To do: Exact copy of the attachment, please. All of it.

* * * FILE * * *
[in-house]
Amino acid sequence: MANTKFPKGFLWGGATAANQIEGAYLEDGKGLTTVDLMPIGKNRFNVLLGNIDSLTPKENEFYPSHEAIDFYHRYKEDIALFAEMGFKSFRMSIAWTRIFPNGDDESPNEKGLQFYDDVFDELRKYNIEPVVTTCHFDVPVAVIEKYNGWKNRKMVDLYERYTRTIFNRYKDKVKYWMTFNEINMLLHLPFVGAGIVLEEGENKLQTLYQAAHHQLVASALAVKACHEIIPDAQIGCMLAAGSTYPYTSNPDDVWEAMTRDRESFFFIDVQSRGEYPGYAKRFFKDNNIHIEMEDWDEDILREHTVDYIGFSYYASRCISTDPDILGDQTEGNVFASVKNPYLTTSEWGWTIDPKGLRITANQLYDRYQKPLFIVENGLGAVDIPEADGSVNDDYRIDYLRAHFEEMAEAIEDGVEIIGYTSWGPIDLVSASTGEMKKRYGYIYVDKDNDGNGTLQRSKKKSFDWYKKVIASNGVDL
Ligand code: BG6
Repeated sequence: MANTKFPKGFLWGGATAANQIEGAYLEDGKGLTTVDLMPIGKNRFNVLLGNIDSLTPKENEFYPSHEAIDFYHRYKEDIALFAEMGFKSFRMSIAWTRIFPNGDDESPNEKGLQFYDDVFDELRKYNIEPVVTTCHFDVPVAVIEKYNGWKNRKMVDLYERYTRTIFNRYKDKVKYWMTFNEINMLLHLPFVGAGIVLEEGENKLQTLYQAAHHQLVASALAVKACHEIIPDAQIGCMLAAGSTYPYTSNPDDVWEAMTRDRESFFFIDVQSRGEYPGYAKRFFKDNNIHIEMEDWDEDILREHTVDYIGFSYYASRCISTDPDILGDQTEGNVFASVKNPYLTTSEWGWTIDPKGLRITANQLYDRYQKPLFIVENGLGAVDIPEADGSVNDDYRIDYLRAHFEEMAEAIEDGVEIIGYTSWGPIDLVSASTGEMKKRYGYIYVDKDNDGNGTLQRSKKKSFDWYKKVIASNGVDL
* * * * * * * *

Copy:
[in-house]
Amino acid sequence: MANTKFPKGFLWGGATAANQIEGAYLEDGKGLTTVDLMPIGKNRFNVLLGNIDSLTPKENEFYPSHEAIDFYHRYKEDIALFAEMGFKSFRMSIAWTRIFPNGDDESPNEKGLQFYDDVFDELRKYNIEPVVTTCHFDVPVAVIEKYNGWKNRKMVDLYERYTRTIFNRYKDKVKYWMTFNEINMLLHLPFVGAGIVLEEGENKLQTLYQAAHHQLVASALAVKACHEIIPDAQIGCMLAAGSTYPYTSNPDDVWEAMTRDRESFFFIDVQSRGEYPGYAKRFFKDNNIHIEMEDWDEDILREHTVDYIGFSYYASRCISTDPDILGDQTEGNVFASVKNPYLTTSEWGWTIDPKGLRITANQLYDRYQKPLFIVENGLGAVDIPEADGSVNDDYRIDYLRAHFEEMAEAIEDGVEIIGYTSWGPIDLVSASTGEMKKRYGYIYVDKDNDGNGTLQRSKKKSFDWYKKVIASNGVDL
Ligand code: BG6
Repeated sequence: MANTKFPKGFLWGGATAANQIEGAYLEDGKGLTTVDLMPIGKNRFNVLLGNIDSLTPKENEFYPSHEAIDFYHRYKEDIALFAEMGFKSFRMSIAWTRIFPNGDDESPNEKGLQFYDDVFDELRKYNIEPVVTTCHFDVPVAVIEKYNGWKNRKMVDLYERYTRTIFNRYKDKVKYWMTFNEINMLLHLPFVGAGIVLEEGENKLQTLYQAAHHQLVASALAVKACHEIIPDAQIGCMLAAGSTYPYTSNPDDVWEAMTRDRESFFFIDVQSRGEYPGYAKRFFKDNNIHIEMEDWDEDILREHTVDYIGFSYYASRCISTDPDILGDQTEGNVFASVKNPYLTTSEWGWTIDPKGLRITANQLYDRYQKPLFIVENGLGAVDIPEADGSVNDDYRIDYLRAHFEEMAEAIEDGVEIIGYTSWGPIDLVSASTGEMKKRYGYIYVDKDNDGNGTLQRSKKKSFDWYKKVIASNGVDL